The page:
It seems like the only thing we can talk about right now is the coronavirus. This highly contagious respiratory disease that started in China has now become a global pandemic, affecting countries all over the world. So far, nearly 2.5 million cases of the virus have been confirmed globally. The death toll is well above 185,000 with the US, Spain, and Italy being the hardest-hit nations on the planet.
But the COVID 19 pandemic is not just a public health issue. The economic toll is also massive. Experts are warning that the global economy is now in a recession, and it may take time before it fully recovers. The United States is also seeing a slump in economic activity as a result of stay at home orders issued by various states. As the economic impact of this virus continues to bite, protests have erupted in parts of the country calling for the easing of these lockdowns.
However, despite these growing tensions, the worst of the coronavirus is yet to come, at least according to the World Health Organization head Tedros Adhanom Ghebreyesus. During a press briefing earlier this week, Tedros noted that “the worst is yet ahead of us.” He also went on to compare the impact of the virus to the 1918 flu that killed nearly 675,000 people in the United States.
Tedros nonetheless noted that it is possible to avert a similar tragedy this time round but cautioned that there’s still a lot we don’t know about the virus. These comments come as the clamor to reopen shutdown economies around the world continues to grow. The US, in particular, is hoping to reopen its economy sooner rather than later. The Trump administration has in fact issued guidelines to states that would provide a roadmap towards reopening.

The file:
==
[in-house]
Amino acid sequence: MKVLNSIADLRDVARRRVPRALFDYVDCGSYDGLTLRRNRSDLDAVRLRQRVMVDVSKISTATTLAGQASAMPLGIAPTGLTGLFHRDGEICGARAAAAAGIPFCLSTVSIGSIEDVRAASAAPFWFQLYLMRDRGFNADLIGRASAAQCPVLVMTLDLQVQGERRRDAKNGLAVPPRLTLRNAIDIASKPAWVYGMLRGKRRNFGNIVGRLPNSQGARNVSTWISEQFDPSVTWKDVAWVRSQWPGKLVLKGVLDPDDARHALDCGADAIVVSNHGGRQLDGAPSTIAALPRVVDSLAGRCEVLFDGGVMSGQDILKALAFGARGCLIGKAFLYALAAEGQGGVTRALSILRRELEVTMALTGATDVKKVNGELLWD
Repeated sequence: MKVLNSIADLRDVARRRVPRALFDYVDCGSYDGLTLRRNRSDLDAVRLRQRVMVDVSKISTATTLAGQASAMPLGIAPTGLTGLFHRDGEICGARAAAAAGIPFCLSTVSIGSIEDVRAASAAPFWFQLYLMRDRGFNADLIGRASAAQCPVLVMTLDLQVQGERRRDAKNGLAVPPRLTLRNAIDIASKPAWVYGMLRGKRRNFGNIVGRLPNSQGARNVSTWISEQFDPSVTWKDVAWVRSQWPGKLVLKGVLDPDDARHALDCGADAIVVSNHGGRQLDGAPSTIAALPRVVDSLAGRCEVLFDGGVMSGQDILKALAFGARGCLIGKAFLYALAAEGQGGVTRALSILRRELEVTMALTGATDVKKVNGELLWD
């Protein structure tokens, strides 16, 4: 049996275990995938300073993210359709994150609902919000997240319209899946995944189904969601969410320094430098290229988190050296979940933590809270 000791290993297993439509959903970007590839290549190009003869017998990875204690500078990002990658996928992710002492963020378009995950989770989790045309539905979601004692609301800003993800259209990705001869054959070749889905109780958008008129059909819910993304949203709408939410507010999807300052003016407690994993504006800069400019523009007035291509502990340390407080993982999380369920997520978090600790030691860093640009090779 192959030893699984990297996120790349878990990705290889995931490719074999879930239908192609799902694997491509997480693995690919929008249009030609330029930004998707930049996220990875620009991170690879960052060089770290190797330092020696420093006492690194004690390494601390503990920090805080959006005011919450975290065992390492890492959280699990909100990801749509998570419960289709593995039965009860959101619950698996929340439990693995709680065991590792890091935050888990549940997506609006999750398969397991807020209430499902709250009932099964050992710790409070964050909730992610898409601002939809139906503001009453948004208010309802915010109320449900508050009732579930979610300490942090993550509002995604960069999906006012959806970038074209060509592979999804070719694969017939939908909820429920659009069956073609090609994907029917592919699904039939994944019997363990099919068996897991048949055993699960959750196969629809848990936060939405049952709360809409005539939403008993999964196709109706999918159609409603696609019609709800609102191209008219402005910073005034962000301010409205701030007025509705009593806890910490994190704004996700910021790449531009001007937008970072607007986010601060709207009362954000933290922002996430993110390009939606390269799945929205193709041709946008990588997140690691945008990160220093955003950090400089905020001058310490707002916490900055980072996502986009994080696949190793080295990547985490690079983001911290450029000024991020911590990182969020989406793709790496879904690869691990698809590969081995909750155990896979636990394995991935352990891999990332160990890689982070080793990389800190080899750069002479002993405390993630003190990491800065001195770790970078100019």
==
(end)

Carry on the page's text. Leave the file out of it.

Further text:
Some states like Georgia have also started to ease these restrictions, allowing a few non-essential businesses to open under strict social distancing guidelines. But there’s a real fear and a real risk that the rush to reopen economies could lead to a second outbreak, one that may have devastating effects. Public health experts in the US and at the WHO have noted that it may take one extra month of shutdowns to tell whether countries can reopen or not.
Others have argued that there is no safe away to open economies without a vaccine, seeing that this is a highly infectious virus. Testing for a vaccine is already underway but it could be months before such a product is commercially available. There’s also a need to do mass testing in order to critically determine how widespread the disease is.
The WHO has already applauded the swift and strict social distancing actions taken by various countries to prevent the spread of this virus. But if these social distancing measures are eased early, then the repercussions could be calamitous. The US so far has reported over 45,000 deaths and early estimates from the White House expect this number to hit at least 60,000.